Title:
Aromatase activating agent
Kind Code:
A1


Abstract:
The present invention is directed to an aromatase activating agent containing a plant selected from among mulberry bark, ginseng, cucumber, and phellodendron bark; or chlorella; or an extract of any of these ingredients. The aromatase activating agent of the present invention is highly safe to the human body, and useful as a drug or cosmetic composition for prevention, amelioration, or treatment of various lesions caused by estrogen deficiency.



Inventors:
Kakuo, Shingo (Haga-gun, JP)
Moriwaki, Shigeru (Haga-gun, JP)
Ohuchi, Atsushi (Haga-gun, JP)
Kusuoku, Hiroshi (Haga-gun, JP)
Application Number:
11/580127
Publication Date:
02/22/2007
Filing Date:
10/13/2006
Assignee:
KAO CORPORATION (Tokyo, JP)
Primary Class:
Other Classes:
424/758, 424/774, 424/728
International Classes:
A61K8/96; A61K36/254; A61K8/97; A61K8/99; A61K36/00; A61K36/02; A61K36/05; A61K36/23; A61K36/258; A61K36/28; A61K36/42; A61K36/60; A61K36/75; A61K36/756; A61P3/06; A61P9/00; A61P15/00; A61P19/00; A61P19/10; A61P25/00; A61P43/00
View Patent Images:
Related US Applications:



Primary Examiner:
LEITH, PATRICIA A
Attorney, Agent or Firm:
OBLON, MCCLELLAND, MAIER & NEUSTADT, L.L.P. (ALEXANDRIA, VA, US)
Claims:
1. An aromatase activating agent comprising, as an active ingredient, a plant selected from the group consisting of mulberry bark, ginseng, phellodendron bark and chlorella; or an extract thereof.

2. 2-3. (canceled)

4. A method of ameliorating or treating lesions caused by estrogen deficiency in a subject in need thereof comprising contacting the skin of said subject with a cosmetic composition comprising one or more active ingredients and wherein said active ingredients are selected from the group consisting of: (a) a whole plant or a part thereof selected from the group consisting of mulberry bark, ginseng, and phellodendron bark; (b) chlorella; (c) an aqueous extract or alcohol extract of a plant or part thereof selected from the group consisting of mulberry bark, ginseng, and phellodendron bark; and (d) an aqueous extract of chlorella.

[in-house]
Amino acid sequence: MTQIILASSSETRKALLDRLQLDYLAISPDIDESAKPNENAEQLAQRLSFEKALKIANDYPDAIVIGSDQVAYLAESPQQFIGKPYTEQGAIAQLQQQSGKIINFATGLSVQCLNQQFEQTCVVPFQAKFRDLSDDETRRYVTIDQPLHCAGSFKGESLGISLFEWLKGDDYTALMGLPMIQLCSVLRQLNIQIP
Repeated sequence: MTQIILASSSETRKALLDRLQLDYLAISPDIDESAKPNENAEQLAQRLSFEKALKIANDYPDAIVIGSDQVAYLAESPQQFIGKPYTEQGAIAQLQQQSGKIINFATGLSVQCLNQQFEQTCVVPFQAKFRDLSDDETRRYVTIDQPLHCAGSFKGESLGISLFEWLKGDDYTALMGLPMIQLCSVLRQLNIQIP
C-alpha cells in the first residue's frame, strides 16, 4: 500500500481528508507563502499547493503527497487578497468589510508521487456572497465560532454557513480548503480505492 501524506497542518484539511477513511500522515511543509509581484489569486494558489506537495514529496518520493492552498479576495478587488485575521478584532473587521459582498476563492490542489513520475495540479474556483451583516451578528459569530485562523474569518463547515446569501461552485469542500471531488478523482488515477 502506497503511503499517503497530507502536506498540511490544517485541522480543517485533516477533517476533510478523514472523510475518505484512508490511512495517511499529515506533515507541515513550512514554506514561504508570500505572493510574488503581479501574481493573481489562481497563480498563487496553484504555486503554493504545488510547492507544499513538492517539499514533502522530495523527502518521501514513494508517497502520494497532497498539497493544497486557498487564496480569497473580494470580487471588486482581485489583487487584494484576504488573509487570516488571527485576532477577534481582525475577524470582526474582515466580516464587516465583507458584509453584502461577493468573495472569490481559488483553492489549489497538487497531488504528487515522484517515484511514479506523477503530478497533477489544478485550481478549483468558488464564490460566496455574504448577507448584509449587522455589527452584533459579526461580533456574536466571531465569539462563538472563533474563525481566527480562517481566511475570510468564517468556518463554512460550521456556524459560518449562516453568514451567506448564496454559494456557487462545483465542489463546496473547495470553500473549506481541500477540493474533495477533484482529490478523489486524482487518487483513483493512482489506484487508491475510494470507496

5. The method of claim 4, wherein said part thereof is selected from the group consisting of leaves, barks, branches, fruit, and roots.

6. The method of claim 4, wherein said active ingredient is the root skin of mulberry bark.

7. The method of claim 4, wherein said active ingredient is the root for ginseng.

8. The method of claim 4, wherein said active ingredient is the bark for phellodendron bark.

9. The method of claim 4, wherein said active ingredient is chlorella.

10. The method of claim 4, wherein said active ingredient is an alcohol extract of ginseng root and wherein the alcohol used for extraction is ethanol.

11. The method of claim 4, wherein said active ingredient is an alcohol extract of the bark of phellodendron bark and wherein the alcohol used for extraction is ethanol.

12. The method of claim 4, wherein said active ingredient is an aqueous extract of chlorella.

13. The method of claim 4, wherein the total content of active ingredients with respect to the entire composition on a dry weight basis ranges from 0.00001 to 1 wt %.

14. The method of claim 4, wherein the total content of active ingredients with respect to the entire composition on a dry weight basis ranges from 0.0001 to 0.1 wt %.

15. The method of claim 4, wherein said subject in need thereof is a human suffering from menopause.

16. A method of ameliorating or treating lesions caused by estrogen deficiency in a subject in need thereof comprising administering to said subject an internal drug composition comprising one or more active ingredients and wherein said active ingredients are selected from the group consisting of: (a) a whole plant or a part thereof selected from the group consisting of mulberry bark, ginseng, and phellodendron bark; (b) chlorella; (c) an aqueous extract or alcohol extract of a plant or part thereof selected from the group consisting of mulberry bark, ginseng, and phellodendron bark; and (d) an aqueous extract of chlorella.

17. The method of claim 16, wherein said part thereof is selected from the group consisting of leaves, barks, branches, fruit, and roots.

18. The method of claim 16, wherein said active ingredient is the root skin of mulberry bark.

19. The method of claim 16, wherein said active ingredient is the root for ginseng.

20. The method of claim 16, wherein said active ingredient is the bark for phellodendron bark.

21. The method of claim 16, wherein said active ingredient is chlorella.

22. The method of claim 16, wherein said active ingredient is an alcohol extract of ginseng root and wherein the alcohol used for extraction is ethanol.